An unusual microbiology related story: cargo boats and US navy warships have been successfully powered on oil derived from genetically modified algae in a move which could herald a revolution in the fuel used by the world's fleets.
This story was broken in the UK newspaper The Guardian. In addition this blog has widely reported on the subject of biofuels. See here and here.
The results of substituting algal oil for low-grade, "bunker" fuel and diesel in a 98,000-tonne container ship are still being evaluated by Maersk, the world's biggest shipping company, which last week tested 30 tonnes of oil supplied by the US navy in a vessel travelling from Europe to India. Last month, the navy tested 20,000 gallons of algal fuel on a decommissioned destroyer for a few hours. Both ran their trials on a mix of algal oil – between 7% and 100% – and conventional bunker fuel.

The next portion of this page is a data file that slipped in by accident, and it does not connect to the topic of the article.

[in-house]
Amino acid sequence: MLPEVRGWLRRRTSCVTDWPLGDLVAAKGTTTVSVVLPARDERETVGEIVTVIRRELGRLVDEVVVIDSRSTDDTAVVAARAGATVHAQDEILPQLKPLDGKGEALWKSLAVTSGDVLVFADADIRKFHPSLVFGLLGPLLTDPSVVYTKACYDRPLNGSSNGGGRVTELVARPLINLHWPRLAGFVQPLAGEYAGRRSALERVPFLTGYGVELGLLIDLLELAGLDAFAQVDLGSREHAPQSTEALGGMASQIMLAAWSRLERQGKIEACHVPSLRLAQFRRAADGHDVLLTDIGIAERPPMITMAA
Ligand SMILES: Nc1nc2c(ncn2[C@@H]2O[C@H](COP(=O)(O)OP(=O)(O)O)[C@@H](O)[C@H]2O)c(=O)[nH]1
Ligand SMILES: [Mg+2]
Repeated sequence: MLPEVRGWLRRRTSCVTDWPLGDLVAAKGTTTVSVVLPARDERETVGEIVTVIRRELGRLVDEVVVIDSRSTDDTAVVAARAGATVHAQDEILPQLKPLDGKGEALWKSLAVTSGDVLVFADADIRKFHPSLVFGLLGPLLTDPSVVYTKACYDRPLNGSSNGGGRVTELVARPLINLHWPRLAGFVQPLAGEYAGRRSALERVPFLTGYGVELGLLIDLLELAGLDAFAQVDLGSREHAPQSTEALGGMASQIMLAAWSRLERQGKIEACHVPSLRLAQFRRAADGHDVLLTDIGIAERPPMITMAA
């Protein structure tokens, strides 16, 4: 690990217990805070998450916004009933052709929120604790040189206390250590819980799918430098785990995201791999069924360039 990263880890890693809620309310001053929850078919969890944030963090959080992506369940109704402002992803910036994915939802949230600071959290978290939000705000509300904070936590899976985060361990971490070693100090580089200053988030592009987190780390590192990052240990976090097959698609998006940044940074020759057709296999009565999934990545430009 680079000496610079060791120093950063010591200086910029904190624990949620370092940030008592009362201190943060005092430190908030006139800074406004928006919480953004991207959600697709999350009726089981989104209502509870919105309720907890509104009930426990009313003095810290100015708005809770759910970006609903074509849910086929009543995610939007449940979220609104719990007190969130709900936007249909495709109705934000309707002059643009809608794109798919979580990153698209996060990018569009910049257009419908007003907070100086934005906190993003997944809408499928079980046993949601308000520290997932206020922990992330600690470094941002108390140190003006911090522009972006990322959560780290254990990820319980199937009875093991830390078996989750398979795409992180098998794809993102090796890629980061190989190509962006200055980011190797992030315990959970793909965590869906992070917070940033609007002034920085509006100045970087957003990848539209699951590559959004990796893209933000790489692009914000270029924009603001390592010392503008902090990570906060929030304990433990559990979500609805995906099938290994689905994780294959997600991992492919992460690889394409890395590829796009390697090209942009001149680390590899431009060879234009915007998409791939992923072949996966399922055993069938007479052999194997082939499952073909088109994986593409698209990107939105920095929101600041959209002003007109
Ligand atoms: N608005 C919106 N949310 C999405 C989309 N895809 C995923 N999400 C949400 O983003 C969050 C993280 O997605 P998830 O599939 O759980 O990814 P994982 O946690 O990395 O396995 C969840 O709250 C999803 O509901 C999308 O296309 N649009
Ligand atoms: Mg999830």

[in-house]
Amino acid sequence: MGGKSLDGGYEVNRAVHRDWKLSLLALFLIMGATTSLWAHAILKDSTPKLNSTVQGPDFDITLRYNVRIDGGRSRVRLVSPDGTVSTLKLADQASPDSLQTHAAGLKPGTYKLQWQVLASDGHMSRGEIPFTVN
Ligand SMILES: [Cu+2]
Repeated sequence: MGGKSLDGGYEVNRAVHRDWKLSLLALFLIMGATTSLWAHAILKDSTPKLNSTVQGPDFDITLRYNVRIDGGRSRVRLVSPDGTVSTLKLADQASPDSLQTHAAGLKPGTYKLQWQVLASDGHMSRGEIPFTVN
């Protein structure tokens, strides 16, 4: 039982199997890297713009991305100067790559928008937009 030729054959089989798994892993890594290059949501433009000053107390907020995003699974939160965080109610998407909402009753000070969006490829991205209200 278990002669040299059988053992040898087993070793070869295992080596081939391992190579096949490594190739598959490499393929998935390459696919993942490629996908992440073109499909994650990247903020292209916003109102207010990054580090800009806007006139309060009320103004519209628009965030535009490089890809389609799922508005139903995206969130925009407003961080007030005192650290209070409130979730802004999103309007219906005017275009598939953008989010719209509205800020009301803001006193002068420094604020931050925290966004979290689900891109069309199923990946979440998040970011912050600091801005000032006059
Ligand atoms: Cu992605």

Algae are an attractive way to harvest solar energy because they reproduce themselves, they can live in areas not useful for producing food and they do not need clean or even fresh water. In addition, they use far less space to grow than traditional biofuel crops such as corn or palm oil.
Maersk uses more than $6bn of bunker fuel a year for its 1,300 ships, and the US navy, the world's biggest single user of marine fuels, burns around 40m barrels of oil a year.
For further details, there is an interesting feature in Scientific American.